Posts Tagged ‘trials’

Why a Pap Smear Might Not Catch All Cervical Cancers

Most women are familiar with the Pap smear, also known as the pap test. Most of us are also aware that the main goal of the Pap smear is to identify cancerous or abnormal cells that may turn into cancer after collecting them from the lining of the cervix. However, based on findings recently published in the International Journal of Cancer, Pap smears may not be the most reliable way to pinpoint cancer types that can often be harder to detect.

According to Kevin Ault, MD, an associate professor of obstetrics and gynecology at Emory’s School of Medicine and Winship Cancer Institute, the Pap smear is not always effective in the diagnosis of adenocarcinoma. Ault came to this conclusion after conducting a post-hoc analysis of Gardasil vaccine trials. Adenocarcinoma is a type of cervical cancer that begins significantly far up the cervical canal, an area that often is not sampled when a Pap smear is conducted.

Andenocarcinoma is the second most common type of cervical cancer, accounting for about 20 percent of all cervical cancer cases. While the overall incidence rate of cervical cancer is on the decline, Ault reports the proportion of andenocarcinoma cervical cancer is rising.

As the 8th most common type of cancer in American women, more than 12,000 new cases of invasive cervical cancer are diagnosed each year. Scientists believe that pre-invasive cervical cancer may develop over a period of months or years after the cervix is infected with the sexually transmitted HPV.

A leading expert and pioneer in the field of human papilloma virus (HPV), Ault suggests women might seek an HPV and Pap test at the same time. Why? A positive HPV test may be an indicator for early stages of adenocarcinoma cervical cancer that can’t be determined via a standard Pap test.

New Blood Test Aids in Early Cancer Detection

Winship at Emory’s Dr. Suresh Ramalingam explains the test and what it means for cancer detection and treatment.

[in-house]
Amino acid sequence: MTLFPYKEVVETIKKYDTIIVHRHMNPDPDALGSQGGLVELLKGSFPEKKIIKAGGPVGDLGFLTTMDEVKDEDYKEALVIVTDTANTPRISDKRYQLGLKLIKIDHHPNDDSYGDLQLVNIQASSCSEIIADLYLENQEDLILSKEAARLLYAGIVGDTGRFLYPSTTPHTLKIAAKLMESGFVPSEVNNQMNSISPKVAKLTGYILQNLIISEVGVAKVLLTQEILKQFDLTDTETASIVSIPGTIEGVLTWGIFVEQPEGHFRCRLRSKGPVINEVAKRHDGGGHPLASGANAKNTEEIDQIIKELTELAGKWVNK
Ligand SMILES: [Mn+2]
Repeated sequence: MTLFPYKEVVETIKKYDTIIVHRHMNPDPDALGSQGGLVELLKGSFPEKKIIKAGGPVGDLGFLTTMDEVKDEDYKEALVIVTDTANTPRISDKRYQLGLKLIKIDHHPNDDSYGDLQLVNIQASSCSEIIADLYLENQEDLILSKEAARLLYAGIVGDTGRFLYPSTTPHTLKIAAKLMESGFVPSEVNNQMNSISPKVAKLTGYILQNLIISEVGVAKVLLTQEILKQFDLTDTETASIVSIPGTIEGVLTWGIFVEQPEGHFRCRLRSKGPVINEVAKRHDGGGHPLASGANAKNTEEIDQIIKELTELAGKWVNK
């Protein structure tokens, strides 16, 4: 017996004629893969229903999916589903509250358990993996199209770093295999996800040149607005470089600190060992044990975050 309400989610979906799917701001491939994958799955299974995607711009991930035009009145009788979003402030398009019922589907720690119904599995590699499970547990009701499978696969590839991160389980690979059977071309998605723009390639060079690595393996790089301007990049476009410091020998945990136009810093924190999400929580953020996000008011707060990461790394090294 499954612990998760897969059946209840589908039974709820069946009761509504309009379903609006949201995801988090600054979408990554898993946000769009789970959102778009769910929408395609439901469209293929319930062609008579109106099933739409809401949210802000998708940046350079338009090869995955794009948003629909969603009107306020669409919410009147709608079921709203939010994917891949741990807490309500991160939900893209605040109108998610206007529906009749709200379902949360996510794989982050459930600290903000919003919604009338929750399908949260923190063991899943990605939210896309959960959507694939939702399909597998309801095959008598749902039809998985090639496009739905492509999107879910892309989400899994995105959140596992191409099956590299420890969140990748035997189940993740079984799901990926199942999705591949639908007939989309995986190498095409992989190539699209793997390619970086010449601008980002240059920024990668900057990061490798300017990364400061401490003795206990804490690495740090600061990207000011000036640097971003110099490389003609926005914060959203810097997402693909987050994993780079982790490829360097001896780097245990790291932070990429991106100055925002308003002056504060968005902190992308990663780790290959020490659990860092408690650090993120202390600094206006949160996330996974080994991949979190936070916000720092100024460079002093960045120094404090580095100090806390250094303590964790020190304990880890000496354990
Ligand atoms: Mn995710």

Suresh Ramalingam, MDYou may have heard in news headlines this week about the ability to detect a single cancer cell among billions of healthy cells. This may be possible via a new blood test (under development) that may someday help detect cancer earlier.

For tumors located in organs such as the lung, prostate, colon and breast, access to tumor tissue is only possible with a biopsy. This requires an invasive procedure, which in certain situations involves surgical intervention. It has been known for sometime that tumors shed their cancer cells that can be found in the circulating blood stream. However, the tumor cells are a significant minority in number compared to normal blood cells. Identifying the tumor cells among billions of normal cells has been a major challenge. Currently, it is possible with sophisticated techniques to identify such cells and count them. The number of circulating tumor cells has been linked to survival outcomes in some studies. Now researchers are trying to not only count, but collect these tumor cells and then conduct molecular testing.

Such an advance would have tremendous implications for cancer research and treatment. First of all, it may not be necessary to obtain tumor biopsies if adequate number of cells can be identified in the peripheral blood. It will be possible then, to administer this test during the course of a patient’s treatment to learn how a tumor is changing, because they do change as treatment progresses. It would also be possible to diagnose cancer early as part of screening strategies for patients at risk for developing certain cancers.